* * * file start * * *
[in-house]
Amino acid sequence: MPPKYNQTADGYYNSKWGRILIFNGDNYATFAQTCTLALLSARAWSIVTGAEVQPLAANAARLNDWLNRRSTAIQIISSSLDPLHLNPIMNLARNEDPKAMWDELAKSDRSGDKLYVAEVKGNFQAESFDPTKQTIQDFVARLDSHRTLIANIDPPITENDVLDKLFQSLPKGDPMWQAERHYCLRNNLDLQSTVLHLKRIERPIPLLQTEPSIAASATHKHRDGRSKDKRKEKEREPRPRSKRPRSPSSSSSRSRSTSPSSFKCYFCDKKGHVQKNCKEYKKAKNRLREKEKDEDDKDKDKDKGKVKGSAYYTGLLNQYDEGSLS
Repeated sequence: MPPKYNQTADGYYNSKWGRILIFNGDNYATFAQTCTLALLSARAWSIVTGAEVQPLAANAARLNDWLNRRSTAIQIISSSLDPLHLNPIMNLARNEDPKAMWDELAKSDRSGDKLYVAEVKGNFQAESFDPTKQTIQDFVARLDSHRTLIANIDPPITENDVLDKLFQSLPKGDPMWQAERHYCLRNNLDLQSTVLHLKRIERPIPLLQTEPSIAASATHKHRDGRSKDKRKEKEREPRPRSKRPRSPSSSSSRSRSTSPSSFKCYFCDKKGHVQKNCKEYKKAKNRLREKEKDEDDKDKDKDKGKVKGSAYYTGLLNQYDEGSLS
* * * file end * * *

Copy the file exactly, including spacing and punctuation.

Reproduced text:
[in-house]
Amino acid sequence: MPPKYNQTADGYYNSKWGRILIFNGDNYATFAQTCTLALLSARAWSIVTGAEVQPLAANAARLNDWLNRRSTAIQIISSSLDPLHLNPIMNLARNEDPKAMWDELAKSDRSGDKLYVAEVKGNFQAESFDPTKQTIQDFVARLDSHRTLIANIDPPITENDVLDKLFQSLPKGDPMWQAERHYCLRNNLDLQSTVLHLKRIERPIPLLQTEPSIAASATHKHRDGRSKDKRKEKEREPRPRSKRPRSPSSSSSRSRSTSPSSFKCYFCDKKGHVQKNCKEYKKAKNRLREKEKDEDDKDKDKDKGKVKGSAYYTGLLNQYDEGSLS
Repeated sequence: MPPKYNQTADGYYNSKWGRILIFNGDNYATFAQTCTLALLSARAWSIVTGAEVQPLAANAARLNDWLNRRSTAIQIISSSLDPLHLNPIMNLARNEDPKAMWDELAKSDRSGDKLYVAEVKGNFQAESFDPTKQTIQDFVARLDSHRTLIANIDPPITENDVLDKLFQSLPKGDPMWQAERHYCLRNNLDLQSTVLHLKRIERPIPLLQTEPSIAASATHKHRDGRSKDKRKEKEREPRPRSKRPRSPSSSSSRSRSTSPSSFKCYFCDKKGHVQKNCKEYKKAKNRLREKEKDEDDKDKDKDKGKVKGSAYYTGLLNQYDEGSLS